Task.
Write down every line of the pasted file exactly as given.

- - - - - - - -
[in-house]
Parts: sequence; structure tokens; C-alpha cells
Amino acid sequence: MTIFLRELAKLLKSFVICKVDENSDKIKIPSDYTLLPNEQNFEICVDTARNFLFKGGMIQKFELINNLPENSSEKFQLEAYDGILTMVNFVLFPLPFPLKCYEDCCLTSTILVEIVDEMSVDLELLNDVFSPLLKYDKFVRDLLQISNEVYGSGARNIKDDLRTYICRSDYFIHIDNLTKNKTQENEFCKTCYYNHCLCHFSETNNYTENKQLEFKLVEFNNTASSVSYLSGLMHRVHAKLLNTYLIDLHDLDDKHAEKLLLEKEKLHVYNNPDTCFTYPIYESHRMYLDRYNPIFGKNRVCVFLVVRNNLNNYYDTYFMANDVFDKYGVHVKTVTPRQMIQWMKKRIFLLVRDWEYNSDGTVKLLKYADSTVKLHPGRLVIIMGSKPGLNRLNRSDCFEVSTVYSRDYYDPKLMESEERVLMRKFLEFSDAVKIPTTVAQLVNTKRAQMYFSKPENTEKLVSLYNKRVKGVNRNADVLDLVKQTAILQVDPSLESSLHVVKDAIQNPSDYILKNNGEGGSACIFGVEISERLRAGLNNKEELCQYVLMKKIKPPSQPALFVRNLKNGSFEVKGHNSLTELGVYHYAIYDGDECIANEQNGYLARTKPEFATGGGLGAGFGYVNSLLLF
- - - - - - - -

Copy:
[in-house]
Parts: sequence; structure tokens; C-alpha cells
Amino acid sequence: MTIFLRELAKLLKSFVICKVDENSDKIKIPSDYTLLPNEQNFEICVDTARNFLFKGGMIQKFELINNLPENSSEKFQLEAYDGILTMVNFVLFPLPFPLKCYEDCCLTSTILVEIVDEMSVDLELLNDVFSPLLKYDKFVRDLLQISNEVYGSGARNIKDDLRTYICRSDYFIHIDNLTKNKTQENEFCKTCYYNHCLCHFSETNNYTENKQLEFKLVEFNNTASSVSYLSGLMHRVHAKLLNTYLIDLHDLDDKHAEKLLLEKEKLHVYNNPDTCFTYPIYESHRMYLDRYNPIFGKNRVCVFLVVRNNLNNYYDTYFMANDVFDKYGVHVKTVTPRQMIQWMKKRIFLLVRDWEYNSDGTVKLLKYADSTVKLHPGRLVIIMGSKPGLNRLNRSDCFEVSTVYSRDYYDPKLMESEERVLMRKFLEFSDAVKIPTTVAQLVNTKRAQMYFSKPENTEKLVSLYNKRVKGVNRNADVLDLVKQTAILQVDPSLESSLHVVKDAIQNPSDYILKNNGEGGSACIFGVEISERLRAGLNNKEELCQYVLMKKIKPPSQPALFVRNLKNGSFEVKGHNSLTELGVYHYAIYDGDECIANEQNGYLARTKPEFATGGGLGAGFGYVNSLLLF